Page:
Kendar often wished that Sara Tolliver had passed on her genes before she'd died. Bold, beautiful and brave, she'd faced death as she'd embraced life—with curiosity and little regret. Kendar supposed that he'd built her up in his mind so much that no living woman could compare to his Sara, but since his likelihood of ever meeting a woman was highly improbable, he allowed himself dreams of Sara, the fantasy of Sara, carrying her image close to his heart.

One moment, Kendar was standing, peering at the alien time machine and thinking of Sara, and the next, he stood in the exact same spot, only the time machine was covered with Martian dirt.

So what in Stars had happened? Mars didn't have quakes.

He frowned and surveyed the chamber more closely. At this time of day, the lights should have been bright, not dim. Moments ago this section had been huge, not the size of his living quarters. And where were the guards and the force fields to shield the alien machinery's delicate mechanisms from tampering? Alarmed, Kendar turned around, wondering if he'd wandered into a restricted area.

No, he hadn't taken a wrong turn. He recognized the chamber, the alien pictographs on the exposed machinery remained exactly as he recalled—yet the chamber was smaller, darker, different. Instead of clean air, he inhaled a whiff of disinfectant and stale dust, a closed-in, old smell as if the air rebreathers were clogged. He gawked at the alien machine encased in sand, instead of fully excavated as it had been since Sara's time. Had there been a cave in? But where were the monitors and security cameras? And who was the boy sleeping on the alien platform, his face to the wall?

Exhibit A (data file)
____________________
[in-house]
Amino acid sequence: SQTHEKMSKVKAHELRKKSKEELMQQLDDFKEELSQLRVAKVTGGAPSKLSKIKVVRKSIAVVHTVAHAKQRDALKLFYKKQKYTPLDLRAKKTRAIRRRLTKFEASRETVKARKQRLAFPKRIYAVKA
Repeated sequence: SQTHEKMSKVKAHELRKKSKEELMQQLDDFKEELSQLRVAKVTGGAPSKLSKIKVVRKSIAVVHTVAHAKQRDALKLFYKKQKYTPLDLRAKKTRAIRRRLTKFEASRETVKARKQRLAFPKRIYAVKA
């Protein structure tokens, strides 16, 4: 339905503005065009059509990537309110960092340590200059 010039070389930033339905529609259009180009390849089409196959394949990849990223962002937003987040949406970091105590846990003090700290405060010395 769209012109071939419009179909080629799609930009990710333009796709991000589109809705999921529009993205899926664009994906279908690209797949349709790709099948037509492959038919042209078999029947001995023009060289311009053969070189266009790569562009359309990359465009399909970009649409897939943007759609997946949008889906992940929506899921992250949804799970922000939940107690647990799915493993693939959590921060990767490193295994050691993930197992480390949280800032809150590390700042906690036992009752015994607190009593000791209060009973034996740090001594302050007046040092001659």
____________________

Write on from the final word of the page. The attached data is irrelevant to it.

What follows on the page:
Kendar approached the boy in hope of getting an explanation. But as he neared, the hair on the back of his neck prickled. Either someone had laced his breakfast with Martian dust or the exceptionally pretty and smooth-skinned creature with curves that tented the sheet wasn't a he . . . but a she . . .

Surely, this couldn't be a woman? He had to be hallucinating because her face resembled Sara's statue, just outside the main airlock.


Yet, undeniable.